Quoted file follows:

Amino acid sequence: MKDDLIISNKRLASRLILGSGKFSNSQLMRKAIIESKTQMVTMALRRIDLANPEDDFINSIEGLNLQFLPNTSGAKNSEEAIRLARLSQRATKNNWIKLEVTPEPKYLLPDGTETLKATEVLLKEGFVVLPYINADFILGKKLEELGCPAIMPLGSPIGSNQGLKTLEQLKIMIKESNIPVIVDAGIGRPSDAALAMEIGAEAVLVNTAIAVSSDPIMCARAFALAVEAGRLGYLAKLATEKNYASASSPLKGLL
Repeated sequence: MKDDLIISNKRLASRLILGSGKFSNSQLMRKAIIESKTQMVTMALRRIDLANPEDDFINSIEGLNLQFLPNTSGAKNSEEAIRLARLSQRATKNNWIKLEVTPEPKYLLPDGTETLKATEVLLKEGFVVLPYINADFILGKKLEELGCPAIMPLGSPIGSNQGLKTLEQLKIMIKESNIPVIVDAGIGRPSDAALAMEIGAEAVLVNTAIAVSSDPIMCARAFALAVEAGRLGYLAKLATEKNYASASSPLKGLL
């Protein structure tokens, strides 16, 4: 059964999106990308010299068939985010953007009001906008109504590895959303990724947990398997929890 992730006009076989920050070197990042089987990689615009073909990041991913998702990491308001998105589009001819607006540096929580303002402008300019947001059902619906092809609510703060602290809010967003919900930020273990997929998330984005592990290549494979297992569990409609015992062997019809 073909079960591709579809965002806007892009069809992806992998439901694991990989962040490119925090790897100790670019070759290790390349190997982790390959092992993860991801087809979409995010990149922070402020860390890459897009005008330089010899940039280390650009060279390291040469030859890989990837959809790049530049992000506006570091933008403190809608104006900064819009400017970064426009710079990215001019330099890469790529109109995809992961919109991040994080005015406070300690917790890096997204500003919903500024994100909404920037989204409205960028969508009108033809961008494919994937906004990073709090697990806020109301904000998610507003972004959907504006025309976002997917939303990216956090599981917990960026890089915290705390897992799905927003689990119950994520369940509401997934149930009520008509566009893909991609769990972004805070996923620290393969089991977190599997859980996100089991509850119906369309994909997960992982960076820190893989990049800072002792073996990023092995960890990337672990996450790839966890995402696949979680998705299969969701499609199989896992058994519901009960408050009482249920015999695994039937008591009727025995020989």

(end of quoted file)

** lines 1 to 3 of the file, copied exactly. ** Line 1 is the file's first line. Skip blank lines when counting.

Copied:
Amino acid sequence: MKDDLIISNKRLASRLILGSGKFSNSQLMRKAIIESKTQMVTMALRRIDLANPEDDFINSIEGLNLQFLPNTSGAKNSEEAIRLARLSQRATKNNWIKLEVTPEPKYLLPDGTETLKATEVLLKEGFVVLPYINADFILGKKLEELGCPAIMPLGSPIGSNQGLKTLEQLKIMIKESNIPVIVDAGIGRPSDAALAMEIGAEAVLVNTAIAVSSDPIMCARAFALAVEAGRLGYLAKLATEKNYASASSPLKGLL
Repeated sequence: MKDDLIISNKRLASRLILGSGKFSNSQLMRKAIIESKTQMVTMALRRIDLANPEDDFINSIEGLNLQFLPNTSGAKNSEEAIRLARLSQRATKNNWIKLEVTPEPKYLLPDGTETLKATEVLLKEGFVVLPYINADFILGKKLEELGCPAIMPLGSPIGSNQGLKTLEQLKIMIKESNIPVIVDAGIGRPSDAALAMEIGAEAVLVNTAIAVSSDPIMCARAFALAVEAGRLGYLAKLATEKNYASASSPLKGLL
């Protein structure tokens, strides 16, 4: 059964999106990308010299068939985010953007009001906008109504590895959303990724947990398997929890 992730006009076989920050070197990042089987990689615009073909990041991913998702990491308001998105589009001819607006540096929580303002402008300019947001059902619906092809609510703060602290809010967003919900930020273990997929998330984005592990290549494979297992569990409609015992062997019809 073909079960591709579809965002806007892009069809992806992998439901694991990989962040490119925090790897100790670019070759290790390349190997982790390959092992993860991801087809979409995010990149922070402020860390890459897009005008330089010899940039280390650009060279390291040469030859890989990837959809790049530049992000506006570091933008403190809608104006900064819009400017970064426009710079990215001019330099890469790529109109995809992961919109991040994080005015406070300690917790890096997204500003919903500024994100909404920037989204409205960028969508009108033809961008494919994937906004990073709090697990806020109301904000998610507003972004959907504006025309976002997917939303990216956090599981917990960026890089915290705390897992799905927003689990119950994520369940509401997934149930009520008509566009893909991609769990972004805070996923620290393969089991977190599997859980996100089991509850119906369309994909997960992982960076820190893989990049800072002792073996990023092995960890990337672990996450790839966890995402696949979680998705299969969701499609199989896992058994519901009960408050009482249920015999695994039937008591009727025995020989």